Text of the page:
Creedence Clearwater Revival Songs of The 60’s We’ll Always Remember
CCR for their Woodstock set - Cal Vid / Youtube
Roots rockers Creedence Clearwater Revival dominated the formative years of rock music, dishing out their own brand of rock with influences from swamp, southern, and blues rock. John Fogerty’s vocals became a staple of the era, that smoky grit and ruggedness providing a template for aspiring artists. In celebration of the brief but influential reign of CCR, here are some of their timeless tracks.
“Susie Q” – 1968
Adopted from the Dale Hawkins original, CCR transformed the rockabilly track into their own flavor in their debut album in 1968. The track is the only CCR single that was a Top 40 hit but not written by John Fogerty. The album version stretches into an 8 minute jam, which Fogerty said was intended for it to be played on KMPX, a progressive rock radio station.
“Down The Corner” – 1969
The track funnily fits the story of CCR, singing about the simple life of their youth. Featuring an upbeat funky arrangement, “Down The Corner” is an infectious track of happy times gone by.
“Green River” – 1969
Another look back to better days, “Green River” tightly welds the bittersweet melancholy in the brief but powerful rocker of a track. Talking about the joys of youth and the average life of a southerner, “Green River” provides consolation on the threat of the present world being too much.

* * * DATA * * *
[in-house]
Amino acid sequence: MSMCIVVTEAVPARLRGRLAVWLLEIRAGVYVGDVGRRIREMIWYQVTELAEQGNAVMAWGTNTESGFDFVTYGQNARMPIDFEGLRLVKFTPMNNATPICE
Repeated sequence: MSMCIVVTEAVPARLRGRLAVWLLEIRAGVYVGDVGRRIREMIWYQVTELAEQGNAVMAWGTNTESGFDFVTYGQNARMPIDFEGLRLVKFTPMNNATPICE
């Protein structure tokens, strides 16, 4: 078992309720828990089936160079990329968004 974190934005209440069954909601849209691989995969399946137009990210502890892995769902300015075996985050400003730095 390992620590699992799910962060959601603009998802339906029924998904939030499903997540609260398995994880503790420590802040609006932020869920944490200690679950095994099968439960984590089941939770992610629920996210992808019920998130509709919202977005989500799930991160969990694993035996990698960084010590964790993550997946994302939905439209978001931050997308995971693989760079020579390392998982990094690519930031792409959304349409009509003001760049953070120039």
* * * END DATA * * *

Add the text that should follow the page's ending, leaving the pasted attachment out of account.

“Bad Moon Rising” – 1969
Just like the title foreshadows, the track makes you think with its brief yet impactful theme. The impending chaos of life, which can be taken metaphorically or literally with Fogerty’s imagery of natural calamities, does well to make the listener do a double take on his life.
“Proud Mary” – 1969
You can’t talk about CCR without mentioning “Proud Mary”. Showcasing the band’s tightly-knit sound, the track has a knack for precise timing, and the band delivers with pinpoint accuracy. Fun and wild, with“Proud Mary”, you won’t even need a river to roll on.
“Born On The Bayou” – 1969
If roots rock had soul, this is what it would probably sound like. Fogerty outdoes himself on this one, singing on the track with such emotion and gusto, his signature huskiness vibrantly coming to life effectively. Remembered fondly by Woodstock goers, “Born On The Bayou” pioneered something unexpected, yet desired.
“Fortunate Son” – 1969
Fogerty really puts on the social commentary garb for this one, with a profound understanding of privilege for those lucky enough to outwit the system. Funny enough, he wasn’t even one himself, and was met with claims of ignorance. Nevertheless, CCR drove the point home with this absolute rocker of a song.